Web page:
The court also set aside the US Forest Service decision to amend the Jefferson National Forest land resource management plan on grounds that the Forest Service had failed to comply with the National Environmental Policy Act and the National Forest Management Act.
The National Environmental Policy Act requires federal agencies to evaluate the environmental impacts of their actions. To do this, agencies prepare an environmental analysis such as an environmental impact statement. When multiple federal agencies are involved on a project, the lead agency (in this case FERC) prepares the environmental impact statement that the other agencies may adopt, provided that such agencies independently review the statement and determine that their comments have been addressed. The Forest Service had expressed concerns in comments to the draft environmental impact statement about erosion and sediment impacts, but did not explain when it amended the Jefferson National Forest resource management plan why it was no longer concerned about these issues after the environmental impact statement failed to address them. The court directed the Forest Service to explain its decision in light of its earlier concerns.
FERC issued a stop-work order for construction of all parts of the project, except for work necessary to stabilize the right of way and work areas. Although FERC said it had no reason to suspect that BLM and the Forest Service would ultimately be unable to provide approvals for the project, it was possible that such approvals could be for alternate routes.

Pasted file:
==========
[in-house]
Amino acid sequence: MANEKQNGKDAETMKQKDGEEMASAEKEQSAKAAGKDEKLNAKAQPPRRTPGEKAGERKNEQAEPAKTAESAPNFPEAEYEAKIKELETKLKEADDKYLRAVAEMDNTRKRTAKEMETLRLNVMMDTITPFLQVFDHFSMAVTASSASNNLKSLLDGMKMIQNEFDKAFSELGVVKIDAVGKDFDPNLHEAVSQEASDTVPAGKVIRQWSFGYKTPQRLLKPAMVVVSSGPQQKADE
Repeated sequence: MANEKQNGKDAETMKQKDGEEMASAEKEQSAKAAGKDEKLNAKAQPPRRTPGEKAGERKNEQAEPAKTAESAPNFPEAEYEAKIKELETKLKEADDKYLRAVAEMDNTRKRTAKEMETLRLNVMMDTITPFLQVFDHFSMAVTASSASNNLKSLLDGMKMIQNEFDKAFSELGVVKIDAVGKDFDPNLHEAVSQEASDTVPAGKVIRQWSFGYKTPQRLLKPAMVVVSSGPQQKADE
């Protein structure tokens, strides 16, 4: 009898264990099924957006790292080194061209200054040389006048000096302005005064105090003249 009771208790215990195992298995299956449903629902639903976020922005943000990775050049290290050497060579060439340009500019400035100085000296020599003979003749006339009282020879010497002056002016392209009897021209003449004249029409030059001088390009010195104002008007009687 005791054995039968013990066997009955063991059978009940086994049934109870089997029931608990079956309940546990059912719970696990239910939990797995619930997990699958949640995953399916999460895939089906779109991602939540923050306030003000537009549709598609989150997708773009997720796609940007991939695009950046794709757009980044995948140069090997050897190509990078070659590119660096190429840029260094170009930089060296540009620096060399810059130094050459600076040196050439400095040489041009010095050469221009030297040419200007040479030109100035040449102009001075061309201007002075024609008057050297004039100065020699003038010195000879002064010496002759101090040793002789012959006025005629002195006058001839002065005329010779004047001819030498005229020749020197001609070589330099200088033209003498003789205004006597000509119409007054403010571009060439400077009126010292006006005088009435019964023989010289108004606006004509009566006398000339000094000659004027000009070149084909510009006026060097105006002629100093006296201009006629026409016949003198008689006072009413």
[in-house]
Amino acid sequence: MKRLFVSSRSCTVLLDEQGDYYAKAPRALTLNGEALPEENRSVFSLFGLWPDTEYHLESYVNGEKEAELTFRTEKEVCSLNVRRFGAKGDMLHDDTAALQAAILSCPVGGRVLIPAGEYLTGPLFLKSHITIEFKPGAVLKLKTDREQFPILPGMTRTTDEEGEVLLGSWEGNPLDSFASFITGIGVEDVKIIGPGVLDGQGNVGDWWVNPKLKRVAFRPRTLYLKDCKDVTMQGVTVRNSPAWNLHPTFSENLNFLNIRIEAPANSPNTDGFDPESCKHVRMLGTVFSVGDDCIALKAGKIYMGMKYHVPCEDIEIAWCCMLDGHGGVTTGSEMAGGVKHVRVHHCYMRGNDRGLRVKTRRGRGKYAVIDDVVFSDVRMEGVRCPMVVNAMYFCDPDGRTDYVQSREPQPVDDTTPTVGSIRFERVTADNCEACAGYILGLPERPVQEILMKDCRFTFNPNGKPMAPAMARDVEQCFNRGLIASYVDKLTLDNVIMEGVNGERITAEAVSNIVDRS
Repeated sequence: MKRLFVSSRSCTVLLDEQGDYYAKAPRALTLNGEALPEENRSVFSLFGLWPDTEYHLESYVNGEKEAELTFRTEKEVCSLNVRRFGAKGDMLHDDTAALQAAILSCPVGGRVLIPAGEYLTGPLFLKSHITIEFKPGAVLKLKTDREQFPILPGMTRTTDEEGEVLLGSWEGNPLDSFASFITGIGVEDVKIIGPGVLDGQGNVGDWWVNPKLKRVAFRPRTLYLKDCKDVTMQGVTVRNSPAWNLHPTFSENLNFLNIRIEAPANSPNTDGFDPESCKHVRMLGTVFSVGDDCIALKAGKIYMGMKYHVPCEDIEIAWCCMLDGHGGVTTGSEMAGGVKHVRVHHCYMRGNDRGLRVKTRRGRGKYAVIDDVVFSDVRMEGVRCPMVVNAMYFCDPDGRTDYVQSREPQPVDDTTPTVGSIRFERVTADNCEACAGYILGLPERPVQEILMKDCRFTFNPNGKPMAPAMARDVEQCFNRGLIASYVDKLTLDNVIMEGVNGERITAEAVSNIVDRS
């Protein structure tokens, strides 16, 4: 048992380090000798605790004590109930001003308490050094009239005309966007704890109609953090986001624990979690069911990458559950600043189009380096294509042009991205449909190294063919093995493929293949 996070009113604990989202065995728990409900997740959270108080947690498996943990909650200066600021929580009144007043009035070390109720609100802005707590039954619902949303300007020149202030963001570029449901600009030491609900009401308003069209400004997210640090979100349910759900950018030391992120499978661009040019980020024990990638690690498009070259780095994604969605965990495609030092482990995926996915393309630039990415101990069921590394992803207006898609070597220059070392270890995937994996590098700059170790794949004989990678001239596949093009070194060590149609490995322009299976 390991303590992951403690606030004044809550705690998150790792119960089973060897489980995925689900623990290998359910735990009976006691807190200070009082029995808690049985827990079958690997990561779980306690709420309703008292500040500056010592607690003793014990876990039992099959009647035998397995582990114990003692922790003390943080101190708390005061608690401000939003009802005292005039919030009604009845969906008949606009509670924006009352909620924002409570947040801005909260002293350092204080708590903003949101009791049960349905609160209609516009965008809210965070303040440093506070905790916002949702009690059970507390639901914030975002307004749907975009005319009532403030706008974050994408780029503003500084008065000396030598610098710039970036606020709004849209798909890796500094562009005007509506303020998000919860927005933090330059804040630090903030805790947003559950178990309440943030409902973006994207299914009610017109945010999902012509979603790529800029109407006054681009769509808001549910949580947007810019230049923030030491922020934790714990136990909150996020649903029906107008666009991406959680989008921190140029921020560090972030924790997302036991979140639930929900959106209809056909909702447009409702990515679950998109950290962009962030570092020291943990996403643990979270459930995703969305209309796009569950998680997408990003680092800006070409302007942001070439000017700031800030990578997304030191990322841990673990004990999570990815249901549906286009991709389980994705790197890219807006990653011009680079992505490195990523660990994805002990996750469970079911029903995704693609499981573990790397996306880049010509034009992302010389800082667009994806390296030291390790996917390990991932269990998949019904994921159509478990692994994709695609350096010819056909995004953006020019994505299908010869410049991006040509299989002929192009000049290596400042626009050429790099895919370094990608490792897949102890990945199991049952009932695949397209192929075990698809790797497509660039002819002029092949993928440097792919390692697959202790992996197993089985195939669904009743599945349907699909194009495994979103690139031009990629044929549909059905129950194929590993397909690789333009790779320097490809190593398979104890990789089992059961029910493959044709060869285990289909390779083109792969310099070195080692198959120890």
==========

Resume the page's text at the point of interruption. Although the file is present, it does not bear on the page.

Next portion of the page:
FERC released the project to resume work on August 29 after an interim BLM assessment of other potential routes that still favored the original route and in view of the fact that much of the route had already been cleared and graded.
However, the appeals court set aside another of the permits for the project in early October — this time the US Army Corps of Engineers nationwide permit 12 that lets pipelines advance even though they cross waterways. The court said the US Army Corps lacked authority to ignore a West Virginia permitting restriction in such situations. Since it no longer had permission for the water crossing, construction had to stop. The work can resume once the Army Corps issues a permit specifically authorizing such a crossing for this project.
This work will have to remain stopped until the US Army Corps of Engineers issues a permit for this work.